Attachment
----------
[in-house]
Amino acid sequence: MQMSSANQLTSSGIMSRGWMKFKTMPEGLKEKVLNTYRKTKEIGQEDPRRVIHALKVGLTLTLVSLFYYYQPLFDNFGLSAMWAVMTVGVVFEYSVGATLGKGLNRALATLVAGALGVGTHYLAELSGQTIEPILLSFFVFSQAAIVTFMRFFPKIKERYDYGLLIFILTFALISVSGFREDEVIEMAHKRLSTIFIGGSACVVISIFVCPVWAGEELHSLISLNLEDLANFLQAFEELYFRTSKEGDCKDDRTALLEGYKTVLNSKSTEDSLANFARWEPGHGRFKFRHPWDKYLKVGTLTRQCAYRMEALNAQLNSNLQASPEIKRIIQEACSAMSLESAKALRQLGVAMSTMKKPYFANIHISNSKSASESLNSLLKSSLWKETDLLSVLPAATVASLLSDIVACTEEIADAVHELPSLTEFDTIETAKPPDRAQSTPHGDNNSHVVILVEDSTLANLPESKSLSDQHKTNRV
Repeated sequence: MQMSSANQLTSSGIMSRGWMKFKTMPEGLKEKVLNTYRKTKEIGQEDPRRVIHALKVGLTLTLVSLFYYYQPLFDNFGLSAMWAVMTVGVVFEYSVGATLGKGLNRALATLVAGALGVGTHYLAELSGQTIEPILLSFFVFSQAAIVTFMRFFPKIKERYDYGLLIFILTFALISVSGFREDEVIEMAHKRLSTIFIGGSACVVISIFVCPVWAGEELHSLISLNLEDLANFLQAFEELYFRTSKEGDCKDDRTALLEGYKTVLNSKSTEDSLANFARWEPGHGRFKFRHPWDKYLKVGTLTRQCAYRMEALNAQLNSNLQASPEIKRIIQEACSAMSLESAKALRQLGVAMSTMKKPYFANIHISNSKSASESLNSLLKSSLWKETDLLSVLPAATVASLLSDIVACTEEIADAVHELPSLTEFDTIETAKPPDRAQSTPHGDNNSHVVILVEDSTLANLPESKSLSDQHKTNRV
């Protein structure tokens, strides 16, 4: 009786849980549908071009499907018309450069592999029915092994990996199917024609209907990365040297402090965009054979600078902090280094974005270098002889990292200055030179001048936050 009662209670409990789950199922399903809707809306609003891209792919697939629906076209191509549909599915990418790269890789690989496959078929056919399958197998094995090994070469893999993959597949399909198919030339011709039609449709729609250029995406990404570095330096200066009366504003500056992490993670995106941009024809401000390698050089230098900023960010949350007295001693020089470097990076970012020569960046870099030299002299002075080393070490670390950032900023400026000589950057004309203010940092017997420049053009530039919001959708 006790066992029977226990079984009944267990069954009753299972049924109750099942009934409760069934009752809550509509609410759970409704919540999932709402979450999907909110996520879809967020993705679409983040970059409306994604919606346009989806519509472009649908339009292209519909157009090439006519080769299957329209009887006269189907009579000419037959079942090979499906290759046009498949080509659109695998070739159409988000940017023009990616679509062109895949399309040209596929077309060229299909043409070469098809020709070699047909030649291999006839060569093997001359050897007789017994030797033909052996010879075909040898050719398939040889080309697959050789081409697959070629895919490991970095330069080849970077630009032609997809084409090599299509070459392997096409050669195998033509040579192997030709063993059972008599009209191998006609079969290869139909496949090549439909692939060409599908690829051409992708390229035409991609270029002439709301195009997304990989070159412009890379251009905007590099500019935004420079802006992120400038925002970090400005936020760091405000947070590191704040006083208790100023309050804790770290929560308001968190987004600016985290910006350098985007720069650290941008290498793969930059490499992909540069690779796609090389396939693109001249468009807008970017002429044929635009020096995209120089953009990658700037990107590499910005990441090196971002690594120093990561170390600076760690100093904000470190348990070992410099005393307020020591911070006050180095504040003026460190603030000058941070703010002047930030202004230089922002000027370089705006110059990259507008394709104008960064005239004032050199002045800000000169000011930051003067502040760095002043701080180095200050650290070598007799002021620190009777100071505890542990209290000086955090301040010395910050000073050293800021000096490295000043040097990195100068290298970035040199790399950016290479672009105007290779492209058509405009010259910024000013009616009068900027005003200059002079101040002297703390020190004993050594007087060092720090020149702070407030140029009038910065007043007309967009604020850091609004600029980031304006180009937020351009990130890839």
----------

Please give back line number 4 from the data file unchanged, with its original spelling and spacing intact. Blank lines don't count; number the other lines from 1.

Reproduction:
């Protein structure tokens, strides 16, 4: 009786849980549908071009499907018309450069592999029915092994990996199917024609209907990365040297402090965009054979600078902090280094974005270098002889990292200055030179001048936050 009662209670409990789950199922399903809707809306609003891209792919697939629906076209191509549909599915990418790269890789690989496959078929056919399958197998094995090994070469893999993959597949399909198919030339011709039609449709729609250029995406990404570095330096200066009366504003500056992490993670995106941009024809401000390698050089230098900023960010949350007295001693020089470097990076970012020569960046870099030299002299002075080393070490670390950032900023400026000589950057004309203010940092017997420049053009530039919001959708 006790066992029977226990079984009944267990069954009753299972049924109750099942009934409760069934009752809550509509609410759970409704919540999932709402979450999907909110996520879809967020993705679409983040970059409306994604919606346009989806519509472009649908339009292209519909157009090439006519080769299957329209009887006269189907009579000419037959079942090979499906290759046009498949080509659109695998070739159409988000940017023009990616679509062109895949399309040209596929077309060229299909043409070469098809020709070699047909030649291999006839060569093997001359050897007789017994030797033909052996010879075909040898050719398939040889080309697959050789081409697959070629895919490991970095330069080849970077630009032609997809084409090599299509070459392997096409050669195998033509040579192997030709063993059972008599009209191998006609079969290869139909496949090549439909692939060409599908690829051409992708390229035409991609270029002439709301195009997304990989070159412009890379251009905007590099500019935004420079802006992120400038925002970090400005936020760091405000947070590191704040006083208790100023309050804790770290929560308001968190987004600016985290910006350098985007720069650290941008290498793969930059490499992909540069690779796609090389396939693109001249468009807008970017002429044929635009020096995209120089953009990658700037990107590499910005990441090196971002690594120093990561170390600076760690100093904000470190348990070992410099005393307020020591911070006050180095504040003026460190603030000058941070703010002047930030202004230089922002000027370089705006110059990259507008394709104008960064005239004032050199002045800000000169000011930051003067502040760095002043701080180095200050650290070598007799002021620190009777100071505890542990209290000086955090301040010395910050000073050293800021000096490295000043040097990195100068290298970035040199790399950016290479672009105007290779492209058509405009010259910024000013009616009068900027005003200059002079101040002297703390020190004993050594007087060092720090020149702070407030140029009038910065007043007309967009604020850091609004600029980031304006180009937020351009990130890839």